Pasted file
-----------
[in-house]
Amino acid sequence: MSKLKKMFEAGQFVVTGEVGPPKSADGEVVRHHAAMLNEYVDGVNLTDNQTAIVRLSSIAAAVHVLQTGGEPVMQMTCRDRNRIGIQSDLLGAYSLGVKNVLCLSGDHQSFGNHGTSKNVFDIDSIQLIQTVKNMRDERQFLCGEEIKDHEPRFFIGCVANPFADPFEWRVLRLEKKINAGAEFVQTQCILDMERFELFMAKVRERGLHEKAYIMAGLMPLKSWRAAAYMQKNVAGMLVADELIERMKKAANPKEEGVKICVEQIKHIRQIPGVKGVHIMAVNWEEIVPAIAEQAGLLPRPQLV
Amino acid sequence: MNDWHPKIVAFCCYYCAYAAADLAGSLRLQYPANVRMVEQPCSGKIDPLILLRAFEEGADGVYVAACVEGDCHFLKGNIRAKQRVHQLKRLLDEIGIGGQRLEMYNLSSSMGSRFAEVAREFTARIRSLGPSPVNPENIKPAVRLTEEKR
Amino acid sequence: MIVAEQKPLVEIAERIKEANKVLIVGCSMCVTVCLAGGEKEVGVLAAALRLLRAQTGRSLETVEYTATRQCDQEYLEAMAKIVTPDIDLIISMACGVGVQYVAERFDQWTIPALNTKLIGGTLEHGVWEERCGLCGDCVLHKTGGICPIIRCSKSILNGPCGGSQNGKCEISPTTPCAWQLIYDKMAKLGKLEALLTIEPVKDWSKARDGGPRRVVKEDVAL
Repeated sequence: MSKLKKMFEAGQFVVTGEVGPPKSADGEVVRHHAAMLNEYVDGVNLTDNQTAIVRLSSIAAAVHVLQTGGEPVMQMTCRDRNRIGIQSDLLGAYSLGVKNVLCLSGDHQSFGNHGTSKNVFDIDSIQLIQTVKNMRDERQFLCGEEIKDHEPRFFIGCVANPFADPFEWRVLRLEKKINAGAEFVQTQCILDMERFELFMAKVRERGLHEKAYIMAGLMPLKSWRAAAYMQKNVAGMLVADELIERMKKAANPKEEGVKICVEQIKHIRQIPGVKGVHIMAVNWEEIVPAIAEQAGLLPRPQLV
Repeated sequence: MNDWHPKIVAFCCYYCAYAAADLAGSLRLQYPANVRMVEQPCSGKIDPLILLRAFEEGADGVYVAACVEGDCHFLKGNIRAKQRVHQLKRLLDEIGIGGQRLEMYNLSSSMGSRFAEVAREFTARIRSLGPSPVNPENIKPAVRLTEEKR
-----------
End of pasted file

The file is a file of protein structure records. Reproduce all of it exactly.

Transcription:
[in-house]
Amino acid sequence: MSKLKKMFEAGQFVVTGEVGPPKSADGEVVRHHAAMLNEYVDGVNLTDNQTAIVRLSSIAAAVHVLQTGGEPVMQMTCRDRNRIGIQSDLLGAYSLGVKNVLCLSGDHQSFGNHGTSKNVFDIDSIQLIQTVKNMRDERQFLCGEEIKDHEPRFFIGCVANPFADPFEWRVLRLEKKINAGAEFVQTQCILDMERFELFMAKVRERGLHEKAYIMAGLMPLKSWRAAAYMQKNVAGMLVADELIERMKKAANPKEEGVKICVEQIKHIRQIPGVKGVHIMAVNWEEIVPAIAEQAGLLPRPQLV
Amino acid sequence: MNDWHPKIVAFCCYYCAYAAADLAGSLRLQYPANVRMVEQPCSGKIDPLILLRAFEEGADGVYVAACVEGDCHFLKGNIRAKQRVHQLKRLLDEIGIGGQRLEMYNLSSSMGSRFAEVAREFTARIRSLGPSPVNPENIKPAVRLTEEKR
Amino acid sequence: MIVAEQKPLVEIAERIKEANKVLIVGCSMCVTVCLAGGEKEVGVLAAALRLLRAQTGRSLETVEYTATRQCDQEYLEAMAKIVTPDIDLIISMACGVGVQYVAERFDQWTIPALNTKLIGGTLEHGVWEERCGLCGDCVLHKTGGICPIIRCSKSILNGPCGGSQNGKCEISPTTPCAWQLIYDKMAKLGKLEALLTIEPVKDWSKARDGGPRRVVKEDVAL
Repeated sequence: MSKLKKMFEAGQFVVTGEVGPPKSADGEVVRHHAAMLNEYVDGVNLTDNQTAIVRLSSIAAAVHVLQTGGEPVMQMTCRDRNRIGIQSDLLGAYSLGVKNVLCLSGDHQSFGNHGTSKNVFDIDSIQLIQTVKNMRDERQFLCGEEIKDHEPRFFIGCVANPFADPFEWRVLRLEKKINAGAEFVQTQCILDMERFELFMAKVRERGLHEKAYIMAGLMPLKSWRAAAYMQKNVAGMLVADELIERMKKAANPKEEGVKICVEQIKHIRQIPGVKGVHIMAVNWEEIVPAIAEQAGLLPRPQLV
Repeated sequence: MNDWHPKIVAFCCYYCAYAAADLAGSLRLQYPANVRMVEQPCSGKIDPLILLRAFEEGADGVYVAACVEGDCHFLKGNIRAKQRVHQLKRLLDEIGIGGQRLEMYNLSSSMGSRFAEVAREFTARIRSLGPSPVNPENIKPAVRLTEEKR